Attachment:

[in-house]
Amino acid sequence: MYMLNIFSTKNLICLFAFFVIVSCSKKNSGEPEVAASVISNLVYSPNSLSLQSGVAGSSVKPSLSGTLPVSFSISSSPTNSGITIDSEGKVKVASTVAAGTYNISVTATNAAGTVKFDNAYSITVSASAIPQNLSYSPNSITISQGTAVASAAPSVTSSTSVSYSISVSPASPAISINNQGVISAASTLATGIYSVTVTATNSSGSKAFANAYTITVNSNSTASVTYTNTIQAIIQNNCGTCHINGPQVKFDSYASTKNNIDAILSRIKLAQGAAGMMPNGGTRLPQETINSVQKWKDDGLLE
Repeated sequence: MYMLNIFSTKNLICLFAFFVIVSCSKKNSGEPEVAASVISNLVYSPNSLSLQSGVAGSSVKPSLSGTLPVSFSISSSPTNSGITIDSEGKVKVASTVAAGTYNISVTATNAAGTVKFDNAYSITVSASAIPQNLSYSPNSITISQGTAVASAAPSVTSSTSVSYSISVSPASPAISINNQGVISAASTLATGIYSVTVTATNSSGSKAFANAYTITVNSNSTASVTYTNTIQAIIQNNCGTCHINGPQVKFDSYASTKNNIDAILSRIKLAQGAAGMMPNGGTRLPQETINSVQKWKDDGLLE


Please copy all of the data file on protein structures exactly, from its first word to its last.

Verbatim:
[in-house]
Amino acid sequence: MYMLNIFSTKNLICLFAFFVIVSCSKKNSGEPEVAASVISNLVYSPNSLSLQSGVAGSSVKPSLSGTLPVSFSISSSPTNSGITIDSEGKVKVASTVAAGTYNISVTATNAAGTVKFDNAYSITVSASAIPQNLSYSPNSITISQGTAVASAAPSVTSSTSVSYSISVSPASPAISINNQGVISAASTLATGIYSVTVTATNSSGSKAFANAYTITVNSNSTASVTYTNTIQAIIQNNCGTCHINGPQVKFDSYASTKNNIDAILSRIKLAQGAAGMMPNGGTRLPQETINSVQKWKDDGLLE
Repeated sequence: MYMLNIFSTKNLICLFAFFVIVSCSKKNSGEPEVAASVISNLVYSPNSLSLQSGVAGSSVKPSLSGTLPVSFSISSSPTNSGITIDSEGKVKVASTVAAGTYNISVTATNAAGTVKFDNAYSITVSASAIPQNLSYSPNSITISQGTAVASAAPSVTSSTSVSYSISVSPASPAISINNQGVISAASTLATGIYSVTVTATNSSGSKAFANAYTITVNSNSTASVTYTNTIQAIIQNNCGTCHINGPQVKFDSYASTKNNIDAILSRIKLAQGAAGMMPNGGTRLPQETINSVQKWKDDGLLE